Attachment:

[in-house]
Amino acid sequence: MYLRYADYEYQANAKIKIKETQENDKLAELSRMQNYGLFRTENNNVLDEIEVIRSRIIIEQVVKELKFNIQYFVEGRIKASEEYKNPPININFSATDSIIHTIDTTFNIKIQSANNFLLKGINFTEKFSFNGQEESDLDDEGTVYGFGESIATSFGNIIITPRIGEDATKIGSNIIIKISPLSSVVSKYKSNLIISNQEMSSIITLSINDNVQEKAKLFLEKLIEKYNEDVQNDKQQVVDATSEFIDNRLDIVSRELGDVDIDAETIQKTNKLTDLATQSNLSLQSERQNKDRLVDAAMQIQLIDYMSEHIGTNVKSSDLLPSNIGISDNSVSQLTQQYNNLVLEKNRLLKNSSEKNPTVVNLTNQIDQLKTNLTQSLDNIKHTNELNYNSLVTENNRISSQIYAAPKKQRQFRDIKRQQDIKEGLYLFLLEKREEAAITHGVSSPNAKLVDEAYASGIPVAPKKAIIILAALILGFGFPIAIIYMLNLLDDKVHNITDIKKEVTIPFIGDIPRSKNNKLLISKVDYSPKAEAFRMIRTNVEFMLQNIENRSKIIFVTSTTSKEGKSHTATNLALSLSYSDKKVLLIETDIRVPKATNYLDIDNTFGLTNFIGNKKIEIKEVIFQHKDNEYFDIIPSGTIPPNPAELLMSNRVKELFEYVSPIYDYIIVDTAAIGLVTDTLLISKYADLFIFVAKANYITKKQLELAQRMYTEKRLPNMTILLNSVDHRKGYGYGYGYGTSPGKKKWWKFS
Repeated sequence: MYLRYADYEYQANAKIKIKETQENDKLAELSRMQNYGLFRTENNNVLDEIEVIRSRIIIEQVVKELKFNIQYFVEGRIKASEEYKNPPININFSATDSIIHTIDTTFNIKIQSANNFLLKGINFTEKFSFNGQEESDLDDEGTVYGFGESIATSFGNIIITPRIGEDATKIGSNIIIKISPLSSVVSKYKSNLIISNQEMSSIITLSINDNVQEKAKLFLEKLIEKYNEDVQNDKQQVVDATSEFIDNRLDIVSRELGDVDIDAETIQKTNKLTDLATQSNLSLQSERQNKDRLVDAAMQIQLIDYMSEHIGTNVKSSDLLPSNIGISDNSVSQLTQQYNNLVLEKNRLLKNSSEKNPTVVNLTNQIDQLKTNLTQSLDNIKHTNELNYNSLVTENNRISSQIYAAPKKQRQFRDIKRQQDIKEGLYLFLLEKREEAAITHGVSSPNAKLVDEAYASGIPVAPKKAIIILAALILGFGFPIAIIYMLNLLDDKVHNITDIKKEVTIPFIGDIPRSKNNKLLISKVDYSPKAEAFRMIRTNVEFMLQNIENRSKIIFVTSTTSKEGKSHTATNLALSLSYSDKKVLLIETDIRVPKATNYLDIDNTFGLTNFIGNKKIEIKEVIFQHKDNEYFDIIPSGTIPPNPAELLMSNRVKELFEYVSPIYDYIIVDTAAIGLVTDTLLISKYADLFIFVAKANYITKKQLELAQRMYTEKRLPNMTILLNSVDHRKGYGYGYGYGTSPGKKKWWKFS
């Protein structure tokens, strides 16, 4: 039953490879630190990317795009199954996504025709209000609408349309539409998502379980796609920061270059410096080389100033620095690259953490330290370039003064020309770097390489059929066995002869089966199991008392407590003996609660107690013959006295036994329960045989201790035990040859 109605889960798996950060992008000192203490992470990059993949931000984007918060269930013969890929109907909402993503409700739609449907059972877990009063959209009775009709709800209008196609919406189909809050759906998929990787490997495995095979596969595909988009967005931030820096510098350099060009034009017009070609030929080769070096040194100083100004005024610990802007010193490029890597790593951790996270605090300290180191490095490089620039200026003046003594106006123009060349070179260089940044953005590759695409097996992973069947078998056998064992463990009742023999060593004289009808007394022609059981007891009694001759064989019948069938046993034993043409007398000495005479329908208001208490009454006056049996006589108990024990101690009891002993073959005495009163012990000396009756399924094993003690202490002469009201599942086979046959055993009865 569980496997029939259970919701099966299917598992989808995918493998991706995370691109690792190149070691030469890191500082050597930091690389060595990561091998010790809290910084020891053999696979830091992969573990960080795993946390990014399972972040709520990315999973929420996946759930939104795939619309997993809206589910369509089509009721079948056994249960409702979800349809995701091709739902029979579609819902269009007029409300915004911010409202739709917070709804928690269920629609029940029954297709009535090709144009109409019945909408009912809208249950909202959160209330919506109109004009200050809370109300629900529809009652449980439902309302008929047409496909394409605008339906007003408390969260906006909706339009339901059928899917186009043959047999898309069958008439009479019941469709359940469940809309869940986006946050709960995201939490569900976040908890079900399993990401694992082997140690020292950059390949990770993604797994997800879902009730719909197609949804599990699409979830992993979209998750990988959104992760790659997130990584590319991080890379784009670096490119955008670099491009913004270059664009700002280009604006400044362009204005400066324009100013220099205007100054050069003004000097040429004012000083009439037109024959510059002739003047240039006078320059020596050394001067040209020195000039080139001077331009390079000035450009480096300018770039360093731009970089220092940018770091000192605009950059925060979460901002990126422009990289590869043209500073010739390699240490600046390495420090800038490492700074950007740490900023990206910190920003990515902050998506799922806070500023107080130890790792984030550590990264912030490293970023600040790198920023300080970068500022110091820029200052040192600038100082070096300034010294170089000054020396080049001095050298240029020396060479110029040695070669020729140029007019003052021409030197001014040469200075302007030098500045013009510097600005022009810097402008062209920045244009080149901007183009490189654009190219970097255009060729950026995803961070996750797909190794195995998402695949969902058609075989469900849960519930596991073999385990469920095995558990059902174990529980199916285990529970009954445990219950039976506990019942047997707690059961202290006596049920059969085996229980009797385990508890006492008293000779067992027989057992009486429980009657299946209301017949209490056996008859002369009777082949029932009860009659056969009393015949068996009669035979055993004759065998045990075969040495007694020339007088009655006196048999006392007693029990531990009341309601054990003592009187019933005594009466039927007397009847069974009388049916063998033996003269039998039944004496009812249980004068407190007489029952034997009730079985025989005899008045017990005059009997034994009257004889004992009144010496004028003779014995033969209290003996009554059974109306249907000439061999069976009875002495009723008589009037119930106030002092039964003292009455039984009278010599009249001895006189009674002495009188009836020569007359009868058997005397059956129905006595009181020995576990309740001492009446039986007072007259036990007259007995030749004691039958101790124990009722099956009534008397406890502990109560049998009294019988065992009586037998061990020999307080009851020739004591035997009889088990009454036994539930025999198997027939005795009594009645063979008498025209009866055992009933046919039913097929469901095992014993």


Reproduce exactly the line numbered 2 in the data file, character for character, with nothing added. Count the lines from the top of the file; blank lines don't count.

Amino acid sequence: MYLRYADYEYQANAKIKIKETQENDKLAELSRMQNYGLFRTENNNVLDEIEVIRSRIIIEQVVKELKFNIQYFVEGRIKASEEYKNPPININFSATDSIIHTIDTTFNIKIQSANNFLLKGINFTEKFSFNGQEESDLDDEGTVYGFGESIATSFGNIIITPRIGEDATKIGSNIIIKISPLSSVVSKYKSNLIISNQEMSSIITLSINDNVQEKAKLFLEKLIEKYNEDVQNDKQQVVDATSEFIDNRLDIVSRELGDVDIDAETIQKTNKLTDLATQSNLSLQSERQNKDRLVDAAMQIQLIDYMSEHIGTNVKSSDLLPSNIGISDNSVSQLTQQYNNLVLEKNRLLKNSSEKNPTVVNLTNQIDQLKTNLTQSLDNIKHTNELNYNSLVTENNRISSQIYAAPKKQRQFRDIKRQQDIKEGLYLFLLEKREEAAITHGVSSPNAKLVDEAYASGIPVAPKKAIIILAALILGFGFPIAIIYMLNLLDDKVHNITDIKKEVTIPFIGDIPRSKNNKLLISKVDYSPKAEAFRMIRTNVEFMLQNIENRSKIIFVTSTTSKEGKSHTATNLALSLSYSDKKVLLIETDIRVPKATNYLDIDNTFGLTNFIGNKKIEIKEVIFQHKDNEYFDIIPSGTIPPNPAELLMSNRVKELFEYVSPIYDYIIVDTAAIGLVTDTLLISKYADLFIFVAKANYITKKQLELAQRMYTEKRLPNMTILLNSVDHRKGYGYGYGYGTSPGKKKWWKFS